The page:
Quality control

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This article is about the project management process. For other uses, see Quality control (disambiguation).
Quality inspector in a Volkseigener Betrieb sewing machine parts factory in Dresden, East Germany, 1977.
X-ray zoom series of a network adapter card.

Quality control, or QC for short, is a process by which entities review the quality of all factors involved in production. This approach places an emphasis on three aspects:[citation needed]

  1. Elements such as controls, job management, defined and well managed processes,[1][2] performance and integrity criteria, and identification of records
  2. Competence, such as knowledge, skills, experience, and qualifications
  3. Soft elements, such as personnel, integrity, confidence, organizational culture, motivation, team spirit, and quality relationships.

Controls include product inspection, where every product is examined visually, and often using a stereo microscope for fine detail before the product is sold into the external market. Inspectors will be provided with lists and descriptions of unacceptable product defects such as cracks or surface blemishes for example.

The quality of the outputs is at risk if any of these three aspects is deficient in any way.

Quality control emphasizes testing of products to uncover defects and reporting to management who make the decision to allow or deny product release, whereas quality assurance attempts to improve and stabilize production (and associated processes) to avoid, or at least minimize, issues which led to the defect(s) in the first place.[citation needed] For contract work, particularly work awarded by government agencies, quality control issues are among the top reasons for not renewing a contract.[3]

Notable approaches to quality control[edit]

There is a tendency for individual consultants and organizations to name their own unique approaches to quality control—a few of these have ended up in widespread use:

Terminology Approximate year of first use Description
Statistical quality control (SQC) 1930s The application of statistical methods (specifically control charts and acceptance sampling) to quality control.[4]:556
Total quality control (TQC) 1956 Popularized by Armand V. Feigenbaum in a Harvard Business Review article[5] and book of the same name.[6] Stresses involvement of departments in addition to production (e.g., accounting, design, finance, human resources, marketing, purchasing, sales).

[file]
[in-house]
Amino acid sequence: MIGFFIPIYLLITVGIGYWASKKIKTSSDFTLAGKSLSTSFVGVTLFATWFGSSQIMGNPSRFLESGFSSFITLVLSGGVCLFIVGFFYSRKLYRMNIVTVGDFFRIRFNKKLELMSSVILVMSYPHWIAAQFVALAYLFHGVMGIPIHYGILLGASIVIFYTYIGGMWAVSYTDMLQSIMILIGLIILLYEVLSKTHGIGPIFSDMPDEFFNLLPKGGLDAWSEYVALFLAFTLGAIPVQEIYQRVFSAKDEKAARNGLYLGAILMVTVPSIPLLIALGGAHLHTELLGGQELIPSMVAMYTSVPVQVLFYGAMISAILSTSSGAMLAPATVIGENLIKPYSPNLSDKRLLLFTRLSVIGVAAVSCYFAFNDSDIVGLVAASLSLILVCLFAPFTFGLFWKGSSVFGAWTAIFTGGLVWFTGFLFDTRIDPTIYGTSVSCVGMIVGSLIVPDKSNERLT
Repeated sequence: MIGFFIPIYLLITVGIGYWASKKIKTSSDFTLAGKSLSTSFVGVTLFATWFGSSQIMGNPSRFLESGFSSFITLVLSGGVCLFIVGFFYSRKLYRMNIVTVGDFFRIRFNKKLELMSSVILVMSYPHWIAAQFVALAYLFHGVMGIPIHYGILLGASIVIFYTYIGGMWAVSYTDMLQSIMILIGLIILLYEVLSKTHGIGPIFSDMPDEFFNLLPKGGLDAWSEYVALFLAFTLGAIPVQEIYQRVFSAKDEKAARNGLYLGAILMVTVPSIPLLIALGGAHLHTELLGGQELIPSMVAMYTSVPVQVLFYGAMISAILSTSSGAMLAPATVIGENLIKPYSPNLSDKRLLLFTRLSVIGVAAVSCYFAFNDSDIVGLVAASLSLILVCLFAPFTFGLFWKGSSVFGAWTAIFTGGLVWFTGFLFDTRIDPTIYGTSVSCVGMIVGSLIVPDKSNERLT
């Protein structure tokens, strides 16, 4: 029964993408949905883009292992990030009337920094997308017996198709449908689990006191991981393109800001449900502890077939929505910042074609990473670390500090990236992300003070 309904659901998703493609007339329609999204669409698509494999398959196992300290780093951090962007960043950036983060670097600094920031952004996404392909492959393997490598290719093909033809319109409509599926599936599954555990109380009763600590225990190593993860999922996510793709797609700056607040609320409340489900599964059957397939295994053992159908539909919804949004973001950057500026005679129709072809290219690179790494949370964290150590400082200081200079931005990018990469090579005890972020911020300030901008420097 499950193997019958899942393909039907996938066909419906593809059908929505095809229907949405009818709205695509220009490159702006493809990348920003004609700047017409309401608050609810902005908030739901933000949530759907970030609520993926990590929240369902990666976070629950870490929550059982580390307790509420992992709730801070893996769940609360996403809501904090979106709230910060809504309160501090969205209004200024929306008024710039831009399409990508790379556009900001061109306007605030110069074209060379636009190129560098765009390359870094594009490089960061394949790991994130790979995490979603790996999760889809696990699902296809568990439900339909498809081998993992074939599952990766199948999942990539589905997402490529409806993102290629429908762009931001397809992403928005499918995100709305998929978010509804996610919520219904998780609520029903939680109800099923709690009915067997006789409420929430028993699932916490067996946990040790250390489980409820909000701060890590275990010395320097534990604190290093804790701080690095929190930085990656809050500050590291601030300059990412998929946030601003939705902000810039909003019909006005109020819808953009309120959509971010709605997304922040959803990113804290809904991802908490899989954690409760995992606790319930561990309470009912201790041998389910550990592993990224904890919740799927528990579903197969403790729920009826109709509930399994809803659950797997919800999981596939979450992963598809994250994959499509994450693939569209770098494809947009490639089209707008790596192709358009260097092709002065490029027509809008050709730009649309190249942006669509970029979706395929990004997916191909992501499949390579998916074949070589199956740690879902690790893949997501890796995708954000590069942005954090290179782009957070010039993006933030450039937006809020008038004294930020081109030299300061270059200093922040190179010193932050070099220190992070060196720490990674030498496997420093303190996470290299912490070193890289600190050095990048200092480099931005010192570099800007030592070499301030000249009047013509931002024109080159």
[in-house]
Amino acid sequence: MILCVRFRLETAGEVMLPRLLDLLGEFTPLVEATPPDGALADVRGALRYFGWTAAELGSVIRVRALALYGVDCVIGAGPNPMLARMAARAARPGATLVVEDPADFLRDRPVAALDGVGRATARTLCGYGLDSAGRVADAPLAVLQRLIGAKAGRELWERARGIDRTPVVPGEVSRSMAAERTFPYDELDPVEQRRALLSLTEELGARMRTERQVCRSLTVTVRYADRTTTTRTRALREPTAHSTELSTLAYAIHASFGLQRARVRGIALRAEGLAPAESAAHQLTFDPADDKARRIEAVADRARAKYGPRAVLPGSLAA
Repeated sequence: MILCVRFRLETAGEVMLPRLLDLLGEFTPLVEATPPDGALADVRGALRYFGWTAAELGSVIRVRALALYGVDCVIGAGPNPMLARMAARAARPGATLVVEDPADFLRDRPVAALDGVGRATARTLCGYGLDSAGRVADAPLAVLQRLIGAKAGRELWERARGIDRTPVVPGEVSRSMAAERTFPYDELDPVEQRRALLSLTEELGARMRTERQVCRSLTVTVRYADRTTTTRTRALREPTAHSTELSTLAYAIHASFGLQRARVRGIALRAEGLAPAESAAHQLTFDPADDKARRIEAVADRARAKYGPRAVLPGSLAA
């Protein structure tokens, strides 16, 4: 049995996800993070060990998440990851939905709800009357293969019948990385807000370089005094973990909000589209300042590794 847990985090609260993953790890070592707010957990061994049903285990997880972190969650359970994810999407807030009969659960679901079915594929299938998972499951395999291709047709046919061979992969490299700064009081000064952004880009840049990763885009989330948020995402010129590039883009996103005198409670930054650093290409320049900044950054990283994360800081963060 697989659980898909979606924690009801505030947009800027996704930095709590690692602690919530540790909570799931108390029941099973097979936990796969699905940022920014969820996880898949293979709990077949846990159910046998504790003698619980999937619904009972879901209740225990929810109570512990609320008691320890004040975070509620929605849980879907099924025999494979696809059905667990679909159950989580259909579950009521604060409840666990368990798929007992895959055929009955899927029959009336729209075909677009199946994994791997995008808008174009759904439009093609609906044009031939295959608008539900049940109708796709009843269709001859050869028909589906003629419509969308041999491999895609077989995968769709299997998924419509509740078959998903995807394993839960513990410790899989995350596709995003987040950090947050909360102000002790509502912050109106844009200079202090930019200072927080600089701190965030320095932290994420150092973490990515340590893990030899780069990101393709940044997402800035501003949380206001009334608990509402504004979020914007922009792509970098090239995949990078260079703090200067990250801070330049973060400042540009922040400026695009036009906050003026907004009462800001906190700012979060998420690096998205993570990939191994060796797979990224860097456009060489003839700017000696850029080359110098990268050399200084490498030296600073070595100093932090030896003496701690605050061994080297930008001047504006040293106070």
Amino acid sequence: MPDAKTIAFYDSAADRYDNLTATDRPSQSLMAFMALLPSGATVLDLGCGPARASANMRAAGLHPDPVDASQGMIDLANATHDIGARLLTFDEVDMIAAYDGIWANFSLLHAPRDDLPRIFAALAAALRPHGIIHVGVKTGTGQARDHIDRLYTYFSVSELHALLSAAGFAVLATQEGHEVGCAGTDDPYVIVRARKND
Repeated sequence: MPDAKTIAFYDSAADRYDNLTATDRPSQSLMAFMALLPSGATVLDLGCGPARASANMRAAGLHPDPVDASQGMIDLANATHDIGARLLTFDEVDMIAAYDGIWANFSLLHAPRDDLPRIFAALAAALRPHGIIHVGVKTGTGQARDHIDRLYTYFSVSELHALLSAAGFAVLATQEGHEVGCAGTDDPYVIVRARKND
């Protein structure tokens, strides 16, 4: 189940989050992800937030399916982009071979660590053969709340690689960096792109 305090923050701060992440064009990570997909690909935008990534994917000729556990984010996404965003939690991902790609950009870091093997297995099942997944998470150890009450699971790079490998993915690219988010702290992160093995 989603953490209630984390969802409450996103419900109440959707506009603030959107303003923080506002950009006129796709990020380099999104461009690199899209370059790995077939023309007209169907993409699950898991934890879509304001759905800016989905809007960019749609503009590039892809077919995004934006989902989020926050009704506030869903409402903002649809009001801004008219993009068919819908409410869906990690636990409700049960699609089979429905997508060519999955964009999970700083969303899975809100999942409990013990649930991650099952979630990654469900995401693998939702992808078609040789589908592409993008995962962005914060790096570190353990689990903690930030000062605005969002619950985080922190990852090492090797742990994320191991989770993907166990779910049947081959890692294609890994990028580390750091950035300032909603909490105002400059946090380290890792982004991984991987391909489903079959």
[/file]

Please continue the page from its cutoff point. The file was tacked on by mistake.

Statistical process control (SPC) 1960s The use of control charts to monitor an individual industrial process and feed back performance to the operators responsible for that process. Inspired by control systems.
Company-wide quality control (CWQC) 1968 Japanese-style total quality control[6]
Total Quality Management (TQM) 1985 Quality movement originating in the United States Department of Defense that uses (in part) the techniques of statistical quality control to drive continuous organizational improvement.[7]
Six Sigma (6σ) 1986 Statistical quality control applied to business strategy.[8] Originated by Motorola.

Quality control in project management[edit]

In project management, quality control requires the project manager and the project team to inspect the accomplished work to ensure its alignment with the project scope.[9] In practice, projects typically have a dedicated quality control team which focuses on this area.[citation needed]

See also[edit]

References[edit]

  1. ^ Dennis Adsit (November 9, 2007). "What the Call Center Industry Can Learn from Manufacturing: Part I". National Association of Call Centers. Retrieved 21 December 2012. 
  2. ^ Dennis Adsit (November 23, 2007). "What the Call Center Industry Can Learn from Manufacturing: Part II". National Association of Call Centers. Retrieved 21 December 2012. 
  3. ^ "Position Classification Standard for Quality Assurance Series, GS-1910". US Office of Personnel Management. March 1983. Retrieved 21 December 2012. 
  4. ^ Juran, Joseph M., ed. (1995), A History of Managing for Quality: The Evolution, Trends, and Future Directions of Managing for Quality, Milwaukee, Wisconsin: The American Society for Quality Control, ISBN 9780873893411, OCLC 32394752 
  5. ^ Feigenbaum, Armand V. (1956). "Total Quality Control". Harvard Business Review (Cambridge, Massachusetts: Harvard University Press) 34 (6): 93–101. ISSN 0017-8012. OCLC 1751795. 
  6. ^ a b Ishikawa, Kaoru (1985), What Is Total Quality Control? The Japanese Way (1 ed.), Englewood Cliffs, New Jersey: Prentice-Hall, pp. 90–91, ISBN 978-0-13-952433-2, OCLC 11467749 
  7. ^ Evans, James R.; Lindsay, William M. (1999), The Management and Control of Quality (4 ed.), Cincinnati, Ohio: South-Western College Publications, p. 118, ISBN 9780538882422, OCLC 38475486, "The term total quality management, or TQM, has been commonly used to denote the system of managing for total quality. (The term TQM was actually developed within the Department of Defense. It has since been renamed Total Quality Leadership, since leadership outranks management in military thought.)" 
  8. ^ "What Is Six Sigma?". http://www.motorolasolutions.com. Schaumburg, Illinois: Motorola University. 2010-02-19. p. 2. Retrieved 2013-11-24. "When practiced as a management system, Six Sigma is a high performance system for executing business strategy." 
  9. ^ Phillips, Joseph (November 2008). "Quality Control in Project Management". The Project Management Hut. Retrieved 21 December 2012. 

Further reading[edit]

External links[edit]